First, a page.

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Roundabout Route Is Right Way for UCLA : College football: Abdul-Jabbar's maze-like run beats Arizona, 17-10.

October 15, 1995|STEVE SPRINGER | TIMES STAFF WRITER

The play called for UCLA tailback Karim Abdul-Jabbar to catch a screen pass and try to make it to the end zone 14 yards away.

He made it all right, but not before the 14 yards had turned into what seemed like 90 and included four broken tackles, three lateral trips across the field, two desperate spin moves and one horrified head coach.

But also a 17-10 Bruin victory over Arizona.

John Madden would have worn out his telestrator diagraming this one.

Abdul-Jabbar's run fit right in on a Saturday afternoon when nothing seemed to go as diagramed for the Bruins, but they still managed to win before a Rose Bowl crowd of 43,798.

On a day when the Bruin offense malfunctioned time after time against the Wildcat defense, UCLA's other points came on a defensive touchdown and a 47-yard field goal by a junior kicker who hadn't attempted a field goal since high school.

On a day when the Bruin defense was dominating for 54 minutes, UCLA found itself holding on in the final seconds against an Arizona team that took advantage of Bruin overconfidence in those final minutes. Arizona had to struggle all day offensively because it was missing star receiver Richard Dice and offensive left tackle Ian McCutcheon, both injured.

But what the heck. Staring at almost sure elimination from the conference race with another loss, UCLA Coach Terry Donahue wasn't about to throw this one back.

The victory gives UCLA a 4-2 record, and more important, a 1-2 mark in the conference, the same as Arizona.

"This got us back on the map," said Bruin defensive tackle George Kase.

But only by following a zigzag route from start to the finishing run by Abdul-Jabbar.

The game began as a defensive struggle, the only points of the first half coming on a 29-yard run into the end zone by linebacker Tommy Bennett after he recovered a fumble.

Arizona tailback Gary Taylor lost his hold on the ball on a first-quarter run after being hit by Kase. The ball squirted off to the side where Bennett was standing.

"It was a big surprise for me," Bennett said. "I crept out of there [with the ball] like a little thief and hoped that nobody saw me. I saw a lane and nobody was in front of me."

The points were particularly welcome on a day when freshman quarterback Cade McNown, who had passed for 306 yards against Fresno State in his last outing, was brought back to reality.

McNown completed only two of 12 passes in the first half with one interception, failing to complete any of his last nine attempts.

It wasn't much better in the third quarter for McNown, who wound up completing three of 18 for 80 yards.

Finally, on the third Bruin drive of the third quarter, Donahue replaced McNown with junior Ryan Fien.

Fien drove UCLA down to the Arizona 29-yard line at the close of the third quarter, when Donahue sent kicker Bjorn Merten in to attempt a 47-yard field goal, then changed his mind and instead sent in Greg Andrasick.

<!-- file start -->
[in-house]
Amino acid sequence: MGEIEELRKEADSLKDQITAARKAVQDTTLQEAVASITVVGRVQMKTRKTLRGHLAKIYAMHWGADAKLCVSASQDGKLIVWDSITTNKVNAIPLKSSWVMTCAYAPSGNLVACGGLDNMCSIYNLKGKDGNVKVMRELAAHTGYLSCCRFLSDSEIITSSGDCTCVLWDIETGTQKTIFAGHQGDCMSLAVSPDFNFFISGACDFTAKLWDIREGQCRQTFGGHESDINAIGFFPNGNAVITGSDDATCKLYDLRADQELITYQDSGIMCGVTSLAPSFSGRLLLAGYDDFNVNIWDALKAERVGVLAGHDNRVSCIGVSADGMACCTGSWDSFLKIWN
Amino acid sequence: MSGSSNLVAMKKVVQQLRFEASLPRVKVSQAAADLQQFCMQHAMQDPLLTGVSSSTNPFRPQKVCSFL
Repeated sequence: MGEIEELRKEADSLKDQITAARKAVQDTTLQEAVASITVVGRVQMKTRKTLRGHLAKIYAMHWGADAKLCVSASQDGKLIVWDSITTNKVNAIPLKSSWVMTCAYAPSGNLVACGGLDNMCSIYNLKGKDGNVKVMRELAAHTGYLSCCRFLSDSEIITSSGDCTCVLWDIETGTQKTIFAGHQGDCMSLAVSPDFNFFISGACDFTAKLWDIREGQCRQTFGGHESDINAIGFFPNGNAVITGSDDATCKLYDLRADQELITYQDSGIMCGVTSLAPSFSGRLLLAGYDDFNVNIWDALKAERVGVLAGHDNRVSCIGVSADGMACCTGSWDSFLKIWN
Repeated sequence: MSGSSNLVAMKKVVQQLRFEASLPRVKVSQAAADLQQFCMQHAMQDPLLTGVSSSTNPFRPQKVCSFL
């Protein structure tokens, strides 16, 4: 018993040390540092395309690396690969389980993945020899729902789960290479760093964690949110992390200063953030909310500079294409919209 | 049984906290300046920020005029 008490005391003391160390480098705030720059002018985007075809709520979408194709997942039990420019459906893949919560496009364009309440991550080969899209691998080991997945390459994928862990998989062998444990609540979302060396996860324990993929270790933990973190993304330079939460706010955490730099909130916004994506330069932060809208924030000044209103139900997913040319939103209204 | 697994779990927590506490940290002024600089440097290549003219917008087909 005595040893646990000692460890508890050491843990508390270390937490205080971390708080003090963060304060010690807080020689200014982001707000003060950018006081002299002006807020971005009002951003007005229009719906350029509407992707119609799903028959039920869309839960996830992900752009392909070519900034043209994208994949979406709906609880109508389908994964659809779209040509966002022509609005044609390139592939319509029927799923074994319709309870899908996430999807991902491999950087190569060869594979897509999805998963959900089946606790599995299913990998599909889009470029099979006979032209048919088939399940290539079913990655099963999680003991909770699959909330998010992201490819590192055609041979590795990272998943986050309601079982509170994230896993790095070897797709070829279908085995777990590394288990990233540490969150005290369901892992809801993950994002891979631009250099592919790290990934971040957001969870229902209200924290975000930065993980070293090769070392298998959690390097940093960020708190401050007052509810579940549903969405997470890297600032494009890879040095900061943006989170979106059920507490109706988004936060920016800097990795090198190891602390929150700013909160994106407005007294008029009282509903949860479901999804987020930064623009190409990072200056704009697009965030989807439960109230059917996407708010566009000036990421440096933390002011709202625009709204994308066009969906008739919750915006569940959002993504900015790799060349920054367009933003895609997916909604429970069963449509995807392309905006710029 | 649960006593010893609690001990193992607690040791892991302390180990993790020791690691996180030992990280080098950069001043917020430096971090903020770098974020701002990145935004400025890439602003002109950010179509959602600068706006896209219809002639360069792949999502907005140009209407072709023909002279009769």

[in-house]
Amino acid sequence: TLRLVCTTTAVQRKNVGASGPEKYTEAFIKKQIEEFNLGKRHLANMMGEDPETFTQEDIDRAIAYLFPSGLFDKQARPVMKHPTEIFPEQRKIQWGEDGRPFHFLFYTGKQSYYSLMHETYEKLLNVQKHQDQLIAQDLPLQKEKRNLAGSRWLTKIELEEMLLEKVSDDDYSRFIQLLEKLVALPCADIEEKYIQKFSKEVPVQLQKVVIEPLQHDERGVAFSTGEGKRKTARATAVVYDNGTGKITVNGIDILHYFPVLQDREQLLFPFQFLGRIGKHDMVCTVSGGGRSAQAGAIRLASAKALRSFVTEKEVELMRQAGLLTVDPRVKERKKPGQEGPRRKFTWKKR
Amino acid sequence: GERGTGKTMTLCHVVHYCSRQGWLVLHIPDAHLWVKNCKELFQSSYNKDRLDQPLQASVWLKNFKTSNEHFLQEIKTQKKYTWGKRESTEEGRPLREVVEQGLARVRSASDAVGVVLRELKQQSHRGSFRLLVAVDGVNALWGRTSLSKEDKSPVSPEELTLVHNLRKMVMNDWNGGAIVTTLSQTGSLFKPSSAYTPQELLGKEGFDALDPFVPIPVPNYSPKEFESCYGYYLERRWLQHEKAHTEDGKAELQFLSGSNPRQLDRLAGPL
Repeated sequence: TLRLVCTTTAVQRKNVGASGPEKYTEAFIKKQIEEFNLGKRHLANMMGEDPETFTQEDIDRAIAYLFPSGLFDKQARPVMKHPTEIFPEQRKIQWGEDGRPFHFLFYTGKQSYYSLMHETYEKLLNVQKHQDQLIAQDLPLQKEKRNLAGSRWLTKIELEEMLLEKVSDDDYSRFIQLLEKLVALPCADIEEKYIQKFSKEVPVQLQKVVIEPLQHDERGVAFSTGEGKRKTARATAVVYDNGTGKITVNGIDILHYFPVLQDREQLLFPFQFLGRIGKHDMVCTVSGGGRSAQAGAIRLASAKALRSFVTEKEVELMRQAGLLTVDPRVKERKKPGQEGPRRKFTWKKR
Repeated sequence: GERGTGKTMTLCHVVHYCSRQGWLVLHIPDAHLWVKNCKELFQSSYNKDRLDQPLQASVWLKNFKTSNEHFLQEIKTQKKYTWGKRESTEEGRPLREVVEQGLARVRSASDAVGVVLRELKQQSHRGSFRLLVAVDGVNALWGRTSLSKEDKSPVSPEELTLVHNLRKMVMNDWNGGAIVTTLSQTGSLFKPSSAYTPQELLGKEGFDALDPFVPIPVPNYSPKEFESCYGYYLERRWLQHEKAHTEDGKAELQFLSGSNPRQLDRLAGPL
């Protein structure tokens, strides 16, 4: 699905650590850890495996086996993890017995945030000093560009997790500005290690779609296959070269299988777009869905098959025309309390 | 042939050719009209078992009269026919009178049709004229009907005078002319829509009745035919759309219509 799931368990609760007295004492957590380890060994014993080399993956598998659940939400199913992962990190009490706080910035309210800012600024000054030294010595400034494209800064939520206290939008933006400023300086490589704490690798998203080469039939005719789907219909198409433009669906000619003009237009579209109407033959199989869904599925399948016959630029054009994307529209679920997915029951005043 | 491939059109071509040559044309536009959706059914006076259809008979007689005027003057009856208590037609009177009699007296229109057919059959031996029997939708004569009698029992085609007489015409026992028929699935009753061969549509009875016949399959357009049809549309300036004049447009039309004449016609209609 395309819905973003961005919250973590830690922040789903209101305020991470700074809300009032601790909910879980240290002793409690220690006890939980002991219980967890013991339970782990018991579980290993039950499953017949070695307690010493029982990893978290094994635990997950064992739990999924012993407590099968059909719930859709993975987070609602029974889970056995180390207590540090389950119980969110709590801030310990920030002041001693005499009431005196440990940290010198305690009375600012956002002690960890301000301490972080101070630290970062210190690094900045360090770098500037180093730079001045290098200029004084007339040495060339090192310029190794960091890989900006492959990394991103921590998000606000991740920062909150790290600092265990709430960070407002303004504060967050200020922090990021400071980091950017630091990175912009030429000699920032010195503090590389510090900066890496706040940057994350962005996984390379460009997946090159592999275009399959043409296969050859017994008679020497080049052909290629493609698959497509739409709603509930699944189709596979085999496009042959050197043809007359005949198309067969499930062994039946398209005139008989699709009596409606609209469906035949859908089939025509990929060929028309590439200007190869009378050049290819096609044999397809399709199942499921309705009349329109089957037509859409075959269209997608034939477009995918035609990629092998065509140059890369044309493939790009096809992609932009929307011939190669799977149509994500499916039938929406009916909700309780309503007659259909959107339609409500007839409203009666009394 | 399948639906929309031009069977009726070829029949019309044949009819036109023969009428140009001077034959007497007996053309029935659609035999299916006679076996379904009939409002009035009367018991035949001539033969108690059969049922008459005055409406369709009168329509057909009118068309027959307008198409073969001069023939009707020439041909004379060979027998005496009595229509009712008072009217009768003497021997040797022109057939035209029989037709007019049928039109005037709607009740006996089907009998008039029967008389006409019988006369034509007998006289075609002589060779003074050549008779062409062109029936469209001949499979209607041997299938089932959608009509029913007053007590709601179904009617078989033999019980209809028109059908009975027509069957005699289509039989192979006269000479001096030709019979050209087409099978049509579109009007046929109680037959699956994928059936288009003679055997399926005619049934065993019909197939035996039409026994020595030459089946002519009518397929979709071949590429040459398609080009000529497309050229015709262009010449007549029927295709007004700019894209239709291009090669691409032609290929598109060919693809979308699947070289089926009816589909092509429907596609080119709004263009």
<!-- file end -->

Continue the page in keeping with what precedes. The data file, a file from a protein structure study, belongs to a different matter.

"He's done things on kickoffs we have not done in several years," Donahue said. "So I began vacillating back and forth. What do you do? You go with your first instinct. And that's what I did."

Donahue went to Andrasick.

"Can you hit it?" Donahue asked.

"I hit it in high school," Andrasick replied.

And he hit it again Saturday, but it wasn't easy.

"I was real nervous," Andrasick said. "I won't lie about that."

The next drive of the final quarter ended with Abdul-Jabbar's unlikely run.

He had started going right with Fien's pass, broke two tackles, then spun all the way to the left, broke two more tackles, had drifted all the way back to the 32-yard line by that point, then came to the right again and finally found a clear path to the end zone.

Told later that he had lost about 18 yards before finally heading up field, Abdul-Jabbar was flabbergasted.

"Really?" he said. "I thought I had lost about five. I was trying to set up my blocks and let the guys known what the hell I was doing."

His coach didn't know.

"It was the greatest run and the worst run I've ever seen in football," said Donahue, who has been coaching for 20 years. "It was the greatest run I ever saw because of the unbelievable effort put forth by Karim and several other players. I never saw an athlete give that kind of effort. It was the worst run because we were in field-goal position and the players are taught not to turn back and take the team out of field-goal range."

At the time, the run seemed to mean little more than added insurance, giving the Bruins a 17-0 lead with half a quarter to play. Instead, it meant the difference between a victory and a tie or a loss.

The Wildcats struck back, scoring on a 42-yard field goal by Jon Prasuhn following Abdul-Jabbar's second fumble of the game, and a 17-yard pass from Brady Batten to Cary Taylor to close to within seven points.

Not until Paul Guidry intercepted Batten's last-gasp pass at the UCLA four-yard line with 13 seconds to play was victory assured. "There was too much celebrating with six minutes left," said Bruin defensive coordinator Bob Field. "We lost our focus and our intensity."

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